My initial enthusiasm for ze was quickly dashed. Frances informed me that ze was, in fact, not gender neutral, but actually symbolizes a rebellion against the “gender binary,” i.e. the assumption that a person is either categorically male or female, when in fact sexuality should be viewed as a spectrum ranging from male at one end to female at the other, with all sorts of wildly wonderful “ze” in between. Therefore, I should not use the ze/hir combo to describe any individual unless I know for a fact that the person does not self-identify as either male or female. Hmm… seems like ze would rarely be used conversationally, be mostly used by someone trying to politically perfect and inclusive by using the cumbersome triad of he/she/ze or his/her/hir. On the Grinnell website, these triads are extensively used to describe the college’s policy on sexual misconduct. A variety of case studies are presented, but many use gender neutral names for the fictitious preps and vics, like Pat, Terry, Chris, Alex, so it is difficult to piece together the exact nature of the misconduct, but perhaps that is the point. It just doesn’t matter.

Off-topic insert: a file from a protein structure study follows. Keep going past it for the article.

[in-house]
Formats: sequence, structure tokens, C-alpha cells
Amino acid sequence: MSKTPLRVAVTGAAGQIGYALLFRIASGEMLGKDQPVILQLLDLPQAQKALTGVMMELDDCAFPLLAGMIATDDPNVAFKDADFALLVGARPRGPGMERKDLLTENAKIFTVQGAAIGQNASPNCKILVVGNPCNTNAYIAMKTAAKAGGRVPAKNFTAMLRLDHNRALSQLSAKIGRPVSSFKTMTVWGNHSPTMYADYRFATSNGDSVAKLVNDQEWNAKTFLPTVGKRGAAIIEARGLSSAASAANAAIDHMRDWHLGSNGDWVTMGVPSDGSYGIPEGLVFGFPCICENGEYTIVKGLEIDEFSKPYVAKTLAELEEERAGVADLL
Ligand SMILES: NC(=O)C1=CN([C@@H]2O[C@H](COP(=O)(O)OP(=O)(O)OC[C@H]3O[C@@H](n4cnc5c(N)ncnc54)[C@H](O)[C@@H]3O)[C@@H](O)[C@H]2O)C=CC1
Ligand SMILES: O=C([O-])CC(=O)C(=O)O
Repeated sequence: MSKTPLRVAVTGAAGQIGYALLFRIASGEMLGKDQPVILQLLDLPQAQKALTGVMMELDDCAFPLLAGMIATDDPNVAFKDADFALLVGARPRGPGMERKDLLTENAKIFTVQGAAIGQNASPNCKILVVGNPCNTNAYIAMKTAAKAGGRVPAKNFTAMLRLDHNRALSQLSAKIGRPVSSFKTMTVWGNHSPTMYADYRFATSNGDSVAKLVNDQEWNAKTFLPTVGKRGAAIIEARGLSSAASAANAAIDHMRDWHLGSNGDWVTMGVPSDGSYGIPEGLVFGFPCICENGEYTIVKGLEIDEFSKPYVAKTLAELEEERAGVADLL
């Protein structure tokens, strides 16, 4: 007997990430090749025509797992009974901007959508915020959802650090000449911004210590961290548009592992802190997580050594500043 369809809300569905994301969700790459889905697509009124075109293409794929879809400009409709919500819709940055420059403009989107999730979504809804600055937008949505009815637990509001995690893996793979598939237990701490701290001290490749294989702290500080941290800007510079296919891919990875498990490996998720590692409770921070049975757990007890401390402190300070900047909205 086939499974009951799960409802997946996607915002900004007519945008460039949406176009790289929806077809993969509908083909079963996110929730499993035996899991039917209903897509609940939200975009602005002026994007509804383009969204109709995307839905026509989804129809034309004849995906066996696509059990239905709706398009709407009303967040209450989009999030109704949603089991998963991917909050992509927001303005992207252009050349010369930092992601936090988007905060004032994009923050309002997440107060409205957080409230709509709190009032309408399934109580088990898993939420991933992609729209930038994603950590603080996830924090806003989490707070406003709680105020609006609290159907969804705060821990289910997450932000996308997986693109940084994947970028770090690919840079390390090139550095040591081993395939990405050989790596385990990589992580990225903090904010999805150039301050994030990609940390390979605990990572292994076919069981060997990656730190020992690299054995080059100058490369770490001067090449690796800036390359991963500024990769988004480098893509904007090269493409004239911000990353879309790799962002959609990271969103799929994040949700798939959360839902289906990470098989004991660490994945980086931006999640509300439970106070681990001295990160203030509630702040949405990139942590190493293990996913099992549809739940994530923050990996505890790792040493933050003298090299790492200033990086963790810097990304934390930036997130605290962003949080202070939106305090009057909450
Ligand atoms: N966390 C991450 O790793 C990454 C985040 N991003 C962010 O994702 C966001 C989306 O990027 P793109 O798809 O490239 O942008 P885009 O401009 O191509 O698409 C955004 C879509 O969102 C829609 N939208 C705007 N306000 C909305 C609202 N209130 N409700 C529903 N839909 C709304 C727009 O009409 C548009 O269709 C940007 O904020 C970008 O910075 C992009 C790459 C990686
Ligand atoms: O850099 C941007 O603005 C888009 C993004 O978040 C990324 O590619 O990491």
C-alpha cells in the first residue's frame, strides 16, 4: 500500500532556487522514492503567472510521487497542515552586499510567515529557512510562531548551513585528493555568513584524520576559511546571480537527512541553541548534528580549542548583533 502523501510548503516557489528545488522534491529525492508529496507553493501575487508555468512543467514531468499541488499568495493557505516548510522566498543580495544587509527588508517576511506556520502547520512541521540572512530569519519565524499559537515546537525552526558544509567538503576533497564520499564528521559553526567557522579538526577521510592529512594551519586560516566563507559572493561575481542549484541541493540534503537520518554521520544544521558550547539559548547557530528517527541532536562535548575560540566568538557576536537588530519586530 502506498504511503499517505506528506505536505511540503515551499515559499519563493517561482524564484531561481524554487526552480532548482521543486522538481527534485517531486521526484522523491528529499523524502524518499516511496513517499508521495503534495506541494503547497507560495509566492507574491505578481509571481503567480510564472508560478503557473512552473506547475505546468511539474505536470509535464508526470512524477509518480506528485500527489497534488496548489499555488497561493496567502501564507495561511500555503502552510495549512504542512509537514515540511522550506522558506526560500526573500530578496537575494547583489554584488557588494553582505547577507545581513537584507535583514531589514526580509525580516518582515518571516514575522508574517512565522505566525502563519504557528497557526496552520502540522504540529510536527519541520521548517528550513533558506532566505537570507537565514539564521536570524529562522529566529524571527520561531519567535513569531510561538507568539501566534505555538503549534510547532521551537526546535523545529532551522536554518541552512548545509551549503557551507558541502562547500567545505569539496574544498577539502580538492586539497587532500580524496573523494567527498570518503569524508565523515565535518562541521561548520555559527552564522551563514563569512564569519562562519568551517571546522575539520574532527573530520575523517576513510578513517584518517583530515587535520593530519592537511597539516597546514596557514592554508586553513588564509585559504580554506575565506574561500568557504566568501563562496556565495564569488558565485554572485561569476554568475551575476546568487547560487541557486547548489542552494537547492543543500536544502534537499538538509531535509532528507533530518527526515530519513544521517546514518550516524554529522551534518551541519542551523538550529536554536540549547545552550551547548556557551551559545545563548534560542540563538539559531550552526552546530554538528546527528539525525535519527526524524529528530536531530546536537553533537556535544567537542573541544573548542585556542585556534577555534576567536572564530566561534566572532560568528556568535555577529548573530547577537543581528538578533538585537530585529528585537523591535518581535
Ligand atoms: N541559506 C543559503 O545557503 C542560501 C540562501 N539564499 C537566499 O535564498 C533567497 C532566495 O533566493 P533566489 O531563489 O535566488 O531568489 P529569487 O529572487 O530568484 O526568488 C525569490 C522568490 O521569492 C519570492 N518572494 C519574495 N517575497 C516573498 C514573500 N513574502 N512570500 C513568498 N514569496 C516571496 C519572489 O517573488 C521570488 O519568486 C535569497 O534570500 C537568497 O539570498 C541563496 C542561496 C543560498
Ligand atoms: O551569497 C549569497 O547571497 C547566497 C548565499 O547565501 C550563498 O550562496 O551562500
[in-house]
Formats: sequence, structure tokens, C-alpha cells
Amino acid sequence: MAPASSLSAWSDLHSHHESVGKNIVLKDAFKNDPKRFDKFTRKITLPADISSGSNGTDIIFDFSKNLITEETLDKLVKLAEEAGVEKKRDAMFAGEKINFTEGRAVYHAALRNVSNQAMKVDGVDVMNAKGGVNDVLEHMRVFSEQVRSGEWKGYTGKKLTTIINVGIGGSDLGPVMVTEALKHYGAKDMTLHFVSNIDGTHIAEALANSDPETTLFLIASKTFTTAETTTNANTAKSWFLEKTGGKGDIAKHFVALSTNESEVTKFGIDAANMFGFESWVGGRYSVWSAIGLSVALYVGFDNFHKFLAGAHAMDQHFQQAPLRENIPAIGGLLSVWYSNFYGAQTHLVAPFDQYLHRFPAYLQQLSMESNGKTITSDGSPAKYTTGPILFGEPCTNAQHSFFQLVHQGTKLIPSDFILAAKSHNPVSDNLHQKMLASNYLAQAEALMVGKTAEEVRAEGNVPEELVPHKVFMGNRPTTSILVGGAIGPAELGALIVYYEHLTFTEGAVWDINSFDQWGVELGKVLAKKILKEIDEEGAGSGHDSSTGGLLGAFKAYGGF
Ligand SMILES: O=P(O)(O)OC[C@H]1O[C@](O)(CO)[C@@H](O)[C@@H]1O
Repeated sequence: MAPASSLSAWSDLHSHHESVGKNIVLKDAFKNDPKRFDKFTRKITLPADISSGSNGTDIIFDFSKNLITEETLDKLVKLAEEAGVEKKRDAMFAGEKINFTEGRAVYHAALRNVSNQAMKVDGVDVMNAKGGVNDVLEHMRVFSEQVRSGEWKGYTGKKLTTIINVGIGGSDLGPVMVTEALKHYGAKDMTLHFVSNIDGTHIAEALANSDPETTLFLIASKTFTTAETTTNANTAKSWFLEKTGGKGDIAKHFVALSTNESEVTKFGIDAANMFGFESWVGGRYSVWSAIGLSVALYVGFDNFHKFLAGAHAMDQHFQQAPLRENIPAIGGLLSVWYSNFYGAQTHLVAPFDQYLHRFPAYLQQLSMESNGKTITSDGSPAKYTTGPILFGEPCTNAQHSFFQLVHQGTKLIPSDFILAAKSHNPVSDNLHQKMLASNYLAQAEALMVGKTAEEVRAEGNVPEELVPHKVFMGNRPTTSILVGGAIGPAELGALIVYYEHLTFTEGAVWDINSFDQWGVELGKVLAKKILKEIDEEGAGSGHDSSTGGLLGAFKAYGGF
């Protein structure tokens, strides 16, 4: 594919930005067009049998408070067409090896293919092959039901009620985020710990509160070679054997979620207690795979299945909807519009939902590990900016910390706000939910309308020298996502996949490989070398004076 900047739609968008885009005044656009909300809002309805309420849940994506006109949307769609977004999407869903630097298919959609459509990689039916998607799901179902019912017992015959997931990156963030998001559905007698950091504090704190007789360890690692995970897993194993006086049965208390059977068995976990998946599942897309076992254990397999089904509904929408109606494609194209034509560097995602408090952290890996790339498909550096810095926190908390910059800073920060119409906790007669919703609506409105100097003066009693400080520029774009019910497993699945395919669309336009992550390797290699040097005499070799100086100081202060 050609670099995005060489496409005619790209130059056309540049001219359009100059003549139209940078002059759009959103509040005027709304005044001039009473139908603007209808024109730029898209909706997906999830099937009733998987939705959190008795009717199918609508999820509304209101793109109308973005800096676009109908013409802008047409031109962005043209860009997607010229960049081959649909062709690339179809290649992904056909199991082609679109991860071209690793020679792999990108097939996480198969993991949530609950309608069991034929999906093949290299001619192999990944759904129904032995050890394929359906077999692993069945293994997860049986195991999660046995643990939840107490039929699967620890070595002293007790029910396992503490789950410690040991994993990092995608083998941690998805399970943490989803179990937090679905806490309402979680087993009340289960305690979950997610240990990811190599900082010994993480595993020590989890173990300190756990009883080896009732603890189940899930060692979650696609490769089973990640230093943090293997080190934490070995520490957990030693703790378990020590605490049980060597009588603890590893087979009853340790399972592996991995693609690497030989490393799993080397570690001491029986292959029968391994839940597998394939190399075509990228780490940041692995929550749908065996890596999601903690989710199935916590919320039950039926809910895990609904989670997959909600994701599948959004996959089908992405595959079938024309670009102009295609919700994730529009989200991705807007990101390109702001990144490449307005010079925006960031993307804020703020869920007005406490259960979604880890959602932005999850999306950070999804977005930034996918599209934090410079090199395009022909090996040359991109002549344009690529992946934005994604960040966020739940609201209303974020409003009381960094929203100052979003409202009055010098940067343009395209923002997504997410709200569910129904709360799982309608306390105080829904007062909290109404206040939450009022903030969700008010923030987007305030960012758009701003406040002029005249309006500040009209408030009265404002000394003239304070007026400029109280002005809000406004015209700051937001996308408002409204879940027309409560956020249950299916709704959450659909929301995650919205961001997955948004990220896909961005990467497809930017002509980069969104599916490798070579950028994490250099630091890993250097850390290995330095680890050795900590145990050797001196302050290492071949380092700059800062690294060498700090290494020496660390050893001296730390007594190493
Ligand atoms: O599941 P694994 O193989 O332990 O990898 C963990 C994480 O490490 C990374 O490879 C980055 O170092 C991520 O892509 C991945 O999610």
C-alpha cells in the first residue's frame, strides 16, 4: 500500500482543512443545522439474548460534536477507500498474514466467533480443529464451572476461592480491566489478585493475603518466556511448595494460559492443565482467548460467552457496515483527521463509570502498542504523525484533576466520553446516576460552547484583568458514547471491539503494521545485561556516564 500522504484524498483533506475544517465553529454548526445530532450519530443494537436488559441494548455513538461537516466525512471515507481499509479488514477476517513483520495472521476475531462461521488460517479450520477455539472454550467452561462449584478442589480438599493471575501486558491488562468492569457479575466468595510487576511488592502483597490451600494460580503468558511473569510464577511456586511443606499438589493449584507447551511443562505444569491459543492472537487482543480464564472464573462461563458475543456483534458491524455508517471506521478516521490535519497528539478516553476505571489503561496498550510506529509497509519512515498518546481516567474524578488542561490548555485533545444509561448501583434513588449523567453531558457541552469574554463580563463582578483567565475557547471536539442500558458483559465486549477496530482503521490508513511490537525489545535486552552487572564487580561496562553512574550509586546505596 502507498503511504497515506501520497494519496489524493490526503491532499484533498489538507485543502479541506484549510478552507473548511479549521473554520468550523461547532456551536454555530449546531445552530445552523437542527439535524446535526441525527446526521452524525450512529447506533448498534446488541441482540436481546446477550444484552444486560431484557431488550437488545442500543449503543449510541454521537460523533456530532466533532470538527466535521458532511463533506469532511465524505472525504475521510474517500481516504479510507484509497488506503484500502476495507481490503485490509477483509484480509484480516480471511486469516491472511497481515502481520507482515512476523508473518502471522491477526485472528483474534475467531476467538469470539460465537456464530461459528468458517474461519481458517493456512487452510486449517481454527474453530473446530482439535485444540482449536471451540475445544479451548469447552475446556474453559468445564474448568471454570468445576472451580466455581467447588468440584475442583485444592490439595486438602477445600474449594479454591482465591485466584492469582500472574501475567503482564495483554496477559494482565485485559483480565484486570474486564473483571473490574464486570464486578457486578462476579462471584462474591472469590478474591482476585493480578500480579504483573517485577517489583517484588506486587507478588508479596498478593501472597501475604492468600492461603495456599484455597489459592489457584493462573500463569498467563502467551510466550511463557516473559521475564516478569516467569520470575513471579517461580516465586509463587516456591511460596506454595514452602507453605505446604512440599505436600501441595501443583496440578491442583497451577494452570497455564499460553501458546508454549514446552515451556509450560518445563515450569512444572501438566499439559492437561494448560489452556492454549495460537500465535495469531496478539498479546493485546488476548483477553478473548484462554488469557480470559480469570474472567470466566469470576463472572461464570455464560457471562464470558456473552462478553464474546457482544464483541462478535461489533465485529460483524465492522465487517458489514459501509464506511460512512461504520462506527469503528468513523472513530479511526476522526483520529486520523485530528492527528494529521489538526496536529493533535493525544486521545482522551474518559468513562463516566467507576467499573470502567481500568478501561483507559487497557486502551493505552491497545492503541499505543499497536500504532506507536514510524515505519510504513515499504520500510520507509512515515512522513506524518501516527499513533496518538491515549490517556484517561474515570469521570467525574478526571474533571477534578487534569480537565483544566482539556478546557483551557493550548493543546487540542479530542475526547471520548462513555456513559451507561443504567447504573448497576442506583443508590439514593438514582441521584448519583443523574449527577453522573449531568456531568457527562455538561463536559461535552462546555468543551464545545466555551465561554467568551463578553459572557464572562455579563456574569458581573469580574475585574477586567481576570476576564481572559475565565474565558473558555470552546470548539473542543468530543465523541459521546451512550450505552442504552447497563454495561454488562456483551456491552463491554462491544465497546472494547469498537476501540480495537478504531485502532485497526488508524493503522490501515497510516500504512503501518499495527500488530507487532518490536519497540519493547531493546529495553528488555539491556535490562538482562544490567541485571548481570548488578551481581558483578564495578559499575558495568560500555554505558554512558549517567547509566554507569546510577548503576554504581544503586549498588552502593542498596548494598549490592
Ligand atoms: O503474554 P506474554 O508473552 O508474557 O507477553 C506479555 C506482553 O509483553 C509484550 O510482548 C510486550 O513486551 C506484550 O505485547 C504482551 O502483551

It is interesting to consider how other languages deal with gender. While the English “they” is gender neutral, the French third person plural is gender specific, i.e. “ils” for men, “elles” for women, with ils as the stand-in if the gender is not specified. In Spanish, no pronoun is needed, it is part of the verb – “tiene dos tacos,” could describe either a man or a woman with two tacos. The possessive pronouns get weird in Spanish and French, because it is the objects that are either masculine and feminine, and the “gender” of the possessive pronoun attaches to the object and not the owner of the object. For example, maison (i.e. house) is a feminine word thus “sa” maison – does not distinguish whether a woman or a man owns the house. While this would seem to be “gender neutral,” those in the sexual continuum camp point out that there only two choices, so you are really still dealing with the same offensive gender binary. There are a few languages that have a neuter gender, but that term is sexually charged as well. It would be less offensive if it was called neutral instead of neuter. Personally, I never understood why objects are arbitrarily assigned a gender.